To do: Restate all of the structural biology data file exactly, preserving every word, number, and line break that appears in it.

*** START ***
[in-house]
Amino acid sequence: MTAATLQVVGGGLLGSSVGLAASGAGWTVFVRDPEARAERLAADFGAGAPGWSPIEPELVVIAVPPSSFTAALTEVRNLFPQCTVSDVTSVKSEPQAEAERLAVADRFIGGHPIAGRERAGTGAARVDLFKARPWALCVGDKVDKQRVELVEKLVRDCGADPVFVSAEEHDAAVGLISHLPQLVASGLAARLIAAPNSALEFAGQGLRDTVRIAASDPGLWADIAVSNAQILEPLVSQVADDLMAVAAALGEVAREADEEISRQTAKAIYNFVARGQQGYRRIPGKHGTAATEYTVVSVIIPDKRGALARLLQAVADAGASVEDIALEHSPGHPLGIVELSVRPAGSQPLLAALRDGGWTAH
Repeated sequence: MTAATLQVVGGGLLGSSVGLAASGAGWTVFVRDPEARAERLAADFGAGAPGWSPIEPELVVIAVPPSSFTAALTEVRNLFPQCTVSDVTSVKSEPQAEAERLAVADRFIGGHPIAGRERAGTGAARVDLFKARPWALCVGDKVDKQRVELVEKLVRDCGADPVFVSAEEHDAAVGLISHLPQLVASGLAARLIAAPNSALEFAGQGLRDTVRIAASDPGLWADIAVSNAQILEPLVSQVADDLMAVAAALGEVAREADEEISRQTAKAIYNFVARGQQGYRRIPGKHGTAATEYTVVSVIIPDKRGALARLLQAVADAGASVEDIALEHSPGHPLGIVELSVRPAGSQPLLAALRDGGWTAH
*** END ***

[in-house]
Amino acid sequence: MTAATLQVVGGGLLGSSVGLAASGAGWTVFVRDPEARAERLAADFGAGAPGWSPIEPELVVIAVPPSSFTAALTEVRNLFPQCTVSDVTSVKSEPQAEAERLAVADRFIGGHPIAGRERAGTGAARVDLFKARPWALCVGDKVDKQRVELVEKLVRDCGADPVFVSAEEHDAAVGLISHLPQLVASGLAARLIAAPNSALEFAGQGLRDTVRIAASDPGLWADIAVSNAQILEPLVSQVADDLMAVAAALGEVAREADEEISRQTAKAIYNFVARGQQGYRRIPGKHGTAATEYTVVSVIIPDKRGALARLLQAVADAGASVEDIALEHSPGHPLGIVELSVRPAGSQPLLAALRDGGWTAH
Repeated sequence: MTAATLQVVGGGLLGSSVGLAASGAGWTVFVRDPEARAERLAADFGAGAPGWSPIEPELVVIAVPPSSFTAALTEVRNLFPQCTVSDVTSVKSEPQAEAERLAVADRFIGGHPIAGRERAGTGAARVDLFKARPWALCVGDKVDKQRVELVEKLVRDCGADPVFVSAEEHDAAVGLISHLPQLVASGLAARLIAAPNSALEFAGQGLRDTVRIAASDPGLWADIAVSNAQILEPLVSQVADDLMAVAAALGEVAREADEEISRQTAKAIYNFVARGQQGYRRIPGKHGTAATEYTVVSVIIPDKRGALARLLQAVADAGASVEDIALEHSPGHPLGIVELSVRPAGSQPLLAALRDGGWTAH